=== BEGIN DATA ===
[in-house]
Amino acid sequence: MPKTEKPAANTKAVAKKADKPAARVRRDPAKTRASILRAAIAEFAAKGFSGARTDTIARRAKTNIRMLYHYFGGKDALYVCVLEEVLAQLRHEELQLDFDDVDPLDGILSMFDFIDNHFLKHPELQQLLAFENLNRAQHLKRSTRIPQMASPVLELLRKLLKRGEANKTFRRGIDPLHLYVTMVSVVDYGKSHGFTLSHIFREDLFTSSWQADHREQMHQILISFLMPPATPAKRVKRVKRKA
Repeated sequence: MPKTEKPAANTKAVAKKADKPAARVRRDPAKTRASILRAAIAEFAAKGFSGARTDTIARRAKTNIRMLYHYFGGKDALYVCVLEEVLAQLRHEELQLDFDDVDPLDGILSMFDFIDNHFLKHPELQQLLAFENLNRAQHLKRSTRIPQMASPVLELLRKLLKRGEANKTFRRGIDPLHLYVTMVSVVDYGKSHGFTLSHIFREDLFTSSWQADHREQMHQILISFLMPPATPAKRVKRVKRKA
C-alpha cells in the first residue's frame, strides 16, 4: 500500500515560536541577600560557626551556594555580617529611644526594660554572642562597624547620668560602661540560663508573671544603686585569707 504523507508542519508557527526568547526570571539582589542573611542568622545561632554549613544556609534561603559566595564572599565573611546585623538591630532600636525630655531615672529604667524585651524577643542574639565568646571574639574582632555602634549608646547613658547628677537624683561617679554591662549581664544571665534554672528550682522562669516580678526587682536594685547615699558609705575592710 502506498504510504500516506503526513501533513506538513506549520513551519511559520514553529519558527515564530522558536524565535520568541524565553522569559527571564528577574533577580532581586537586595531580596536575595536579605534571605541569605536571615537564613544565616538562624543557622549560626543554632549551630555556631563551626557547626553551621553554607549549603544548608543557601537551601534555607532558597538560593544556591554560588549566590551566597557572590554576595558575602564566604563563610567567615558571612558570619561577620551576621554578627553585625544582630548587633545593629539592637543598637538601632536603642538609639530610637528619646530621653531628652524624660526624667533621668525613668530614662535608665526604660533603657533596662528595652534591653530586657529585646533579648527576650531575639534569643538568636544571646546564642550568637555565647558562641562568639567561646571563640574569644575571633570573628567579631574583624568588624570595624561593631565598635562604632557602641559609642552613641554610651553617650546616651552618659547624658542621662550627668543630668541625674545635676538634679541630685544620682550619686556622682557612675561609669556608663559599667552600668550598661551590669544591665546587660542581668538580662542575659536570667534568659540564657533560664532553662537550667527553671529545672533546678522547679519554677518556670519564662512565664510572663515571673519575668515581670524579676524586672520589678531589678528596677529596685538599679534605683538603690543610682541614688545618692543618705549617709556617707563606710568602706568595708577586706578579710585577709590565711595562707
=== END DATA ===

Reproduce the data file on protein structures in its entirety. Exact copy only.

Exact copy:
[in-house]
Amino acid sequence: MPKTEKPAANTKAVAKKADKPAARVRRDPAKTRASILRAAIAEFAAKGFSGARTDTIARRAKTNIRMLYHYFGGKDALYVCVLEEVLAQLRHEELQLDFDDVDPLDGILSMFDFIDNHFLKHPELQQLLAFENLNRAQHLKRSTRIPQMASPVLELLRKLLKRGEANKTFRRGIDPLHLYVTMVSVVDYGKSHGFTLSHIFREDLFTSSWQADHREQMHQILISFLMPPATPAKRVKRVKRKA
Repeated sequence: MPKTEKPAANTKAVAKKADKPAARVRRDPAKTRASILRAAIAEFAAKGFSGARTDTIARRAKTNIRMLYHYFGGKDALYVCVLEEVLAQLRHEELQLDFDDVDPLDGILSMFDFIDNHFLKHPELQQLLAFENLNRAQHLKRSTRIPQMASPVLELLRKLLKRGEANKTFRRGIDPLHLYVTMVSVVDYGKSHGFTLSHIFREDLFTSSWQADHREQMHQILISFLMPPATPAKRVKRVKRKA
C-alpha cells in the first residue's frame, strides 16, 4: 500500500515560536541577600560557626551556594555580617529611644526594660554572642562597624547620668560602661540560663508573671544603686585569707 504523507508542519508557527526568547526570571539582589542573611542568622545561632554549613544556609534561603559566595564572599565573611546585623538591630532600636525630655531615672529604667524585651524577643542574639565568646571574639574582632555602634549608646547613658547628677537624683561617679554591662549581664544571665534554672528550682522562669516580678526587682536594685547615699558609705575592710 502506498504510504500516506503526513501533513506538513506549520513551519511559520514553529519558527515564530522558536524565535520568541524565553522569559527571564528577574533577580532581586537586595531580596536575595536579605534571605541569605536571615537564613544565616538562624543557622549560626543554632549551630555556631563551626557547626553551621553554607549549603544548608543557601537551601534555607532558597538560593544556591554560588549566590551566597557572590554576595558575602564566604563563610567567615558571612558570619561577620551576621554578627553585625544582630548587633545593629539592637543598637538601632536603642538609639530610637528619646530621653531628652524624660526624667533621668525613668530614662535608665526604660533603657533596662528595652534591653530586657529585646533579648527576650531575639534569643538568636544571646546564642550568637555565647558562641562568639567561646571563640574569644575571633570573628567579631574583624568588624570595624561593631565598635562604632557602641559609642552613641554610651553617650546616651552618659547624658542621662550627668543630668541625674545635676538634679541630685544620682550619686556622682557612675561609669556608663559599667552600668550598661551590669544591665546587660542581668538580662542575659536570667534568659540564657533560664532553662537550667527553671529545672533546678522547679519554677518556670519564662512565664510572663515571673519575668515581670524579676524586672520589678531589678528596677529596685538599679534605683538603690543610682541614688545618692543618705549617709556617707563606710568602706568595708577586706578579710585577709590565711595562707